One of the first games to feature a truly movie-like score, utilizing instruments and percussion more than standard rock fare, the music of Halo was as much a landmark as the game’s action for Microsoft’s entry into the console field. Listening to the music now it sounds like a composer who had access to a synth and sampler rather than being able to record a symphony live. Whether that could be blamed on technological limitations of the time (goodness knows the power of synths and storage capacity of software samplers have sky-rocketed), the working budget that Bungie had, or what the final product could fit on an Xbox disc and in what format was optimal (still a problem for current consoles; I’d like to see the next generation put some focus into sound rather than graphics) I don’t know. The Halo soundtrack is available from Amazon here.
Final Fantasy 7
Nobuo Uematsu. Any fan of video games, JRPG’s, etc. should know that name. The biggest name behind some of the biggest games in video game history (honestly, I couldn’t even tell you the names of the producers/writers/creators of the Final Fantasy games), his soundtracks have helped put these incredibly detailed worlds into our minds.
While I had heard his music before in Final Fantasy 6 (3 here in the US on the SNES), it was with the debut of Final Fantasy 7 on the Playstation, along with new 3D graphics, that showcased this man’s talents. Utilizing CDs rather than cartridges, the Playstation allowed Uematsu to write hours of music for a game that took dozens to complete.
Squaresoft didn’t just rely on Uematsu for outputting incredible music for its games. For another popular line of JRPG’s they turned to Yasunori Mitsuda to create an incredible score. Just as the Chrono games offer a refreshing difference from the Final Fantasy ones, so does his music. In contrast to the strings and synths of Final Fantasy, the music of Chrono Cross utlizes more guitars, bass and percussion. It’s a refreshing change, and many of the tracks are quite evocative.
The Longest Journey
While I never played the classic adventure games from Sierra Arts or Lucasarts, I did play many of the “2nd-generation” ones such as Myst and Syberia. One of the more recent adventure games, and what’s referred to by many as the last great adventure game, is The Longest Journey. This game has all of the signature items of a near-perfect adventure game: an engaging story, beautiful graphics and environments, hilarious dialogue, and a frustrating interface. Complementing all of that is a wonderful soundtrack by Bjørn Arve Lagim and Tor Linløkken. The soundtrack is included with the game on GOG.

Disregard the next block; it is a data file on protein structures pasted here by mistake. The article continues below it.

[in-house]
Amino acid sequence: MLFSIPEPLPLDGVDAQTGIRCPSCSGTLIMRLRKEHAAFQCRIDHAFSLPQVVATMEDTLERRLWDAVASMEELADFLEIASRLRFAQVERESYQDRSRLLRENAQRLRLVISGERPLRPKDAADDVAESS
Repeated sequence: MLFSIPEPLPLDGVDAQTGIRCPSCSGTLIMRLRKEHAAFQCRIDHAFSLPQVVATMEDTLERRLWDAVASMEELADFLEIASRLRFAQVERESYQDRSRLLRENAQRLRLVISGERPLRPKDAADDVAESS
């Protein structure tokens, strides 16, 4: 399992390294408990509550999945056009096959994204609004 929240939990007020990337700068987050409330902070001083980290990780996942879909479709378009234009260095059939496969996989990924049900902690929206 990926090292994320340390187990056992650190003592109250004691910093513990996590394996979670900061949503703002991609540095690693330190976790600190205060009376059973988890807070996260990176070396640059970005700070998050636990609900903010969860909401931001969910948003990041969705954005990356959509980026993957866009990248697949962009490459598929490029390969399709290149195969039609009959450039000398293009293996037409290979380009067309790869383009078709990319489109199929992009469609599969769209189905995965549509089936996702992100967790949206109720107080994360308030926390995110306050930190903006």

Mass Effect (1-3)
For a series of games in an expansive and detailed world, it needed a soundtrack that could more than hold its own. In the first game, being an introduction to the world and setting up a great confrontation, the music has a wide range of tones and tempos. In the second and third games the tension and action are ramped up, and so is the music. While all three soundtracks are incredible, the first one will always be my favorite. They are available from Amazon here: 1, 2 and 3.
It wasn’t enough for Alexander Brandon to create the amazing soundtrack for Deus Ex and its sequel. His composition skills were demonstrated again for a ground-breaking soundtrack for a game known for its corresponding ground-breaking graphics. While Deus Ex had a more cyberpunk in-your-face sound-stage, in Unreal we hear a lot more subdued pads, wind pipes and more worldly sounds.
Jeremy Soule is the Hans Zimmer of games. I guess that is both a compliment and a slight, as they do share the trait of having a “signature sound” for better or worse. Of course, more often than not they write exactly the kind of music needed for the project, and when I first played Guild Wars the music was beautifully integrated. This soundtrack is available on Jeremy’s site here.
Fastfall: Dustforce OST